"The State of the Foreign Media in Japan,'' at two venues in Osaka and Kyoto on Sat. Jan. 25: Knowledge Capital in the Grand Front Bldg. at JR Osaka station at 2pm, and Kyoto International House at 6:30pm.
by Eric Johnston
Too often, FCCJ members forget the fourth letter in the acronym stands for ``Japan’’ not ``Tokyo.’’. It’s understandable, as virtually all Japan-based foreign correspondents are in Tokyo, as is, of course, FCCJ itself.
But in an effort to spread the word beyond the drawbridge of Old Edo, Lucy Birmingham will deliver the first public address ever in Kyoto by a sitting president on Saturday, January 25th. This is a welcome opportunity on the part of FCCJ to reach out to other parts of country where interest in how the outside world covers Japan is especially keen.
Her speech will be on the state of the foreign media in Japan and it’s being co-sponsored by the Kyoto City International Foundation, which is graciously providing the hall free of charge. In addition to introducing local foreign and Japanese residents to what the international media, and particularly FCCJ, is doing, the Kyoto event is an excellent opportunity for the Club to build its professional contacts in the ancient capital.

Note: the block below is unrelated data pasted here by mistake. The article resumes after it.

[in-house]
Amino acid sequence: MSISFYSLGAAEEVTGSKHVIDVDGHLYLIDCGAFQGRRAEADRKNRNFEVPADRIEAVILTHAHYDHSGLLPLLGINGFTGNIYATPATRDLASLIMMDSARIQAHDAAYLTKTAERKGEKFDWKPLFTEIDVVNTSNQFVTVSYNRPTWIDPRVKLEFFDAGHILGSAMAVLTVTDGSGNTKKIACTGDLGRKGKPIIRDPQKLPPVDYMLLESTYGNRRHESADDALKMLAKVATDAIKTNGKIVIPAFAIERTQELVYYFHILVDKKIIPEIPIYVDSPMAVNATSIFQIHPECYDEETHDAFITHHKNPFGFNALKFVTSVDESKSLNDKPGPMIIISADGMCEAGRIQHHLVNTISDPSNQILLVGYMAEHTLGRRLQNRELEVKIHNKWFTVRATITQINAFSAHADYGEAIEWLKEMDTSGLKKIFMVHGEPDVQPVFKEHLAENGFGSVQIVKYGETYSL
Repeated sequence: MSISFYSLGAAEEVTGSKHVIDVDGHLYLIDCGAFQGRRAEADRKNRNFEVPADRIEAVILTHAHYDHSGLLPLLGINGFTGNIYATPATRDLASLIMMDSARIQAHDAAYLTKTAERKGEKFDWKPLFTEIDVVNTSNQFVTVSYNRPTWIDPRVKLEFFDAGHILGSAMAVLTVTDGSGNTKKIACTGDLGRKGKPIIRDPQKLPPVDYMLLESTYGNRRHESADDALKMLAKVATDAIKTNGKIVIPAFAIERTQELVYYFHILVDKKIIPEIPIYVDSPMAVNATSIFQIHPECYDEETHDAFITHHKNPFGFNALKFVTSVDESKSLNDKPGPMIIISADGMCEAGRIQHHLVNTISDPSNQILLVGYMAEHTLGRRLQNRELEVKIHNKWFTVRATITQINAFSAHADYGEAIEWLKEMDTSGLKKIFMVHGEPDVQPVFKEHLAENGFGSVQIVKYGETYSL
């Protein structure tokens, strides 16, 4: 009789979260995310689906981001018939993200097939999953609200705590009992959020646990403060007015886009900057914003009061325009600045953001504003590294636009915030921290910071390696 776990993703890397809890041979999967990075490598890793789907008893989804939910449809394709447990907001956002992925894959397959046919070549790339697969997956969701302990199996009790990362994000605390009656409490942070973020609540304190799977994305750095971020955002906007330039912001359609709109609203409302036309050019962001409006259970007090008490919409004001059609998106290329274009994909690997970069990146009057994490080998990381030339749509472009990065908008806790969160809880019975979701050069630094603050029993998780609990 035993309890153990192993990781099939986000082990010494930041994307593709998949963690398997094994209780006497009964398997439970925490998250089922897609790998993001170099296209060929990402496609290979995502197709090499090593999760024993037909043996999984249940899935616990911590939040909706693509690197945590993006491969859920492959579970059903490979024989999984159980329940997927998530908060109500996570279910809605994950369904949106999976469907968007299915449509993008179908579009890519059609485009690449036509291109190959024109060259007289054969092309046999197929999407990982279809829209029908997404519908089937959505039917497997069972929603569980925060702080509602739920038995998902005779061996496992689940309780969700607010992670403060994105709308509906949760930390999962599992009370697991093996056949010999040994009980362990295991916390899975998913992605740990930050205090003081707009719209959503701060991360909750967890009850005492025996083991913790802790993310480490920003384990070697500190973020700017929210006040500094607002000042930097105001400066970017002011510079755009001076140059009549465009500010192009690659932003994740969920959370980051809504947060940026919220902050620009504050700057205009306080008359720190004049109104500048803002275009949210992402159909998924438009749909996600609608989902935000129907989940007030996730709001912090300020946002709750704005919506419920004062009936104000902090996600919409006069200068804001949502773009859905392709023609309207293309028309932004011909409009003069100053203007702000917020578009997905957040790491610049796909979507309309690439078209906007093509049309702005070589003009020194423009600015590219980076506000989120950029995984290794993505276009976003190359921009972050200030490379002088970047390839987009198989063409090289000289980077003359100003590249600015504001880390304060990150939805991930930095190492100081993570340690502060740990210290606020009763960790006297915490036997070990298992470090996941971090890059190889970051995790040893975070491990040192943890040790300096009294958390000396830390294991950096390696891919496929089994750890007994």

Why Kyoto? Several reasons. First, the city and prefecture have shown they are especially keen to work with FCCJ. Both the Kyoto mayor and governor have appeared at the Club in recent years. So, why not return the favor by showing FCCJ also has a strong interest in Kyoto?
Second, unlike Osaka or Kobe, Kyoto has a wide variety of foreign residents and Japanese with interest and experience in all media forms. In fact, when talking about foreign correspondents in Japan, it can be argued Kyoto, not Osaka or Yokohama, is truly Japan’s second city. Some of these people might, possibly, be interested in joining FCCJ.
Third, a visit by the FCCJ president means collecting lots of business cards and phone numbers from people in a city that is well-known to overseas editors and producers. These contacts can be passed off to FCCJ members in Tokyo traveling through the region and in desperate need of a last-minute local fixer, interpreter, photographer, video crew, or who are wondering who to turn to for gaining access to a temple, shrine, or a world-famous Kyoto-based firm specializing in some technology in high demand.